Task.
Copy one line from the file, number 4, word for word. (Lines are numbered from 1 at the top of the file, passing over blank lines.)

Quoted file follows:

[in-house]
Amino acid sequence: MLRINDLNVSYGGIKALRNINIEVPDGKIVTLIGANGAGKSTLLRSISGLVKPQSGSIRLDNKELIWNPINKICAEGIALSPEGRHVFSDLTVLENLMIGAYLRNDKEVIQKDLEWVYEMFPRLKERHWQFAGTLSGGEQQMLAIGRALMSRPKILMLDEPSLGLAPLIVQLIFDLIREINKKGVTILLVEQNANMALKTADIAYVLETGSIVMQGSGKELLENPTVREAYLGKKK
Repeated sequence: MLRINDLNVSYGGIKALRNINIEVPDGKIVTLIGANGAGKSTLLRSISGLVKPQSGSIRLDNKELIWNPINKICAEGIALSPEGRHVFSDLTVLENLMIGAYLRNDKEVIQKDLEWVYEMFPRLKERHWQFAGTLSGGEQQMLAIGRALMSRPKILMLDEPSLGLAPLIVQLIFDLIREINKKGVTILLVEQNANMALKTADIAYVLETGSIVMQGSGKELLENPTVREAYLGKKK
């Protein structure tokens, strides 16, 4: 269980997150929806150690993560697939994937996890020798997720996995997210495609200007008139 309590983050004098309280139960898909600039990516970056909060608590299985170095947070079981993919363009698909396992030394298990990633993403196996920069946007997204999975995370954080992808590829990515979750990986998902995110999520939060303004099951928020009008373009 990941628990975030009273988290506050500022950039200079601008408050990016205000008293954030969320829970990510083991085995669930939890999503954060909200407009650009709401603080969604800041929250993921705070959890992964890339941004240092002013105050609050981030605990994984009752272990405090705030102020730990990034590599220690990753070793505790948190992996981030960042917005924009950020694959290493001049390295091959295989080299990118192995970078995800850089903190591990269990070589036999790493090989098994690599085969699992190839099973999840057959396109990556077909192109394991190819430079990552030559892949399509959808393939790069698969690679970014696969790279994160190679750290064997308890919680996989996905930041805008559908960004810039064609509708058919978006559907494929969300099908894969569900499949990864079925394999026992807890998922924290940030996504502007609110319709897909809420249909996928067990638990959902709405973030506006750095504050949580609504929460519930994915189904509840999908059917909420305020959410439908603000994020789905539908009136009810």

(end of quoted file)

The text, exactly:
């Protein structure tokens, strides 16, 4: 269980997150929806150690993560697939994937996890020798997720996995997210495609200007008139 309590983050004098309280139960898909600039990516970056909060608590299985170095947070079981993919363009698909396992030394298990990633993403196996920069946007997204999975995370954080992808590829990515979750990986998902995110999520939060303004099951928020009008373009 990941628990975030009273988290506050500022950039200079601008408050990016205000008293954030969320829970990510083991085995669930939890999503954060909200407009650009709401603080969604800041929250993921705070959890992964890339941004240092002013105050609050981030605990994984009752272990405090705030102020730990990034590599220690990753070793505790948190992996981030960042917005924009950020694959290493001049390295091959295989080299990118192995970078995800850089903190591990269990070589036999790493090989098994690599085969699992190839099973999840057959396109990556077909192109394991190819430079990552030559892949399509959808393939790069698969690679970014696969790279994160190679750290064997308890919680996989996905930041805008559908960004810039064609509708058919978006559907494929969300099908894969569900499949990864079925394999026992807890998922924290940030996504502007609110319709897909809420249909996928067990638990959902709405973030506006750095504050949580609504929460519930994915189904509840999908059917909420305020959410439908603000994020789905539908009136009810």